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The weekend newsletter from the Institute of Economic Affairs has this 2-minute video about the regressive impact if indirect taxation on those with the lowest incomes. The message comes very much from the free-market perspective of the IEA, which may or may not be to your taste, but serves as a very good stimulus to discussion and analysis. The data that supports their argument for a reduction in indirect tax can be found in a report titled Aggressively Regressive.
"Smoking during pregnancy remains a major health problem, resulting in the deaths of an estimated 5,000 foetuses and babies each year in the UK. It is responsible for tens of millions of pounds in extra healthcare spending."
This extract from a report published today in the British Medical Journal offers clear evidence of a negative externality - not only does the extra healthcare spending carry the opportunity cost of less spending available for other health treatments, but there is also evidence that the babies whose mothers smoke but which survive will have more health problems later in life. This is classic territory for an AS question on the lines of 'Evaluate policies which the government could use to reduce the incidence of smoking during pregnancy." The report also proposes a controversial policy - giving shopping vouchers worth £400 to pregnant smokers who manage to kick the habit.read more...»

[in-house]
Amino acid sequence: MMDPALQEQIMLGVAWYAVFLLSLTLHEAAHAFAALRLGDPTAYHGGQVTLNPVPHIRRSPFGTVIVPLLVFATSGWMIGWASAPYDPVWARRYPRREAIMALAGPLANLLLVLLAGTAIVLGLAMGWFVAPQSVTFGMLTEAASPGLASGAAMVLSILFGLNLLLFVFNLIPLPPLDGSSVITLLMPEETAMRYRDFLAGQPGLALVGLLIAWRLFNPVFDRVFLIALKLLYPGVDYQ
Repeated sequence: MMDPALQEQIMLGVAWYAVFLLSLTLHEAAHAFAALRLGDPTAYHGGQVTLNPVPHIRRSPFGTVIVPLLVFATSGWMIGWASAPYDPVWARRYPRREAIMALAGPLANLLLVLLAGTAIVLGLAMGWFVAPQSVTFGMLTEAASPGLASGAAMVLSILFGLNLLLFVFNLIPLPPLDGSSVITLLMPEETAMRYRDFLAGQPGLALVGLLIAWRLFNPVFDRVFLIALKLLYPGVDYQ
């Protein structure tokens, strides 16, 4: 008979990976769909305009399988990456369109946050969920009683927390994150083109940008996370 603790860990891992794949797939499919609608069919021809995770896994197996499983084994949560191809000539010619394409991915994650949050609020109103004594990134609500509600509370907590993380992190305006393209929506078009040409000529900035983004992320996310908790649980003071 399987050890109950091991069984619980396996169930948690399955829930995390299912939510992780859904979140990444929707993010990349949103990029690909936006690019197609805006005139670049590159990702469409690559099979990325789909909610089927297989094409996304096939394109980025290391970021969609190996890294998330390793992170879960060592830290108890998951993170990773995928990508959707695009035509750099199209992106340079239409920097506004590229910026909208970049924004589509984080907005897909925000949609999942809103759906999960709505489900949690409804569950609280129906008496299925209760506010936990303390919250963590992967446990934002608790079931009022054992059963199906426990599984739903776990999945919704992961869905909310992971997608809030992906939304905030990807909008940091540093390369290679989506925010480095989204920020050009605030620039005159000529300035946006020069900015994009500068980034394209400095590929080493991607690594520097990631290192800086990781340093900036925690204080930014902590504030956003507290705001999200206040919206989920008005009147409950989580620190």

Inequality is on the rise. Not so much between countries as within them. There is some worrying indications, reported this week, that the gap between Britain’s best performing and worse performing regions remains thoroughly entrenched.read more...»
The economic news this week has been dominated by the announcement of a very low rate of inflation. Information from the ONS shows a few more interesting nuggets of data that economics students might like to know.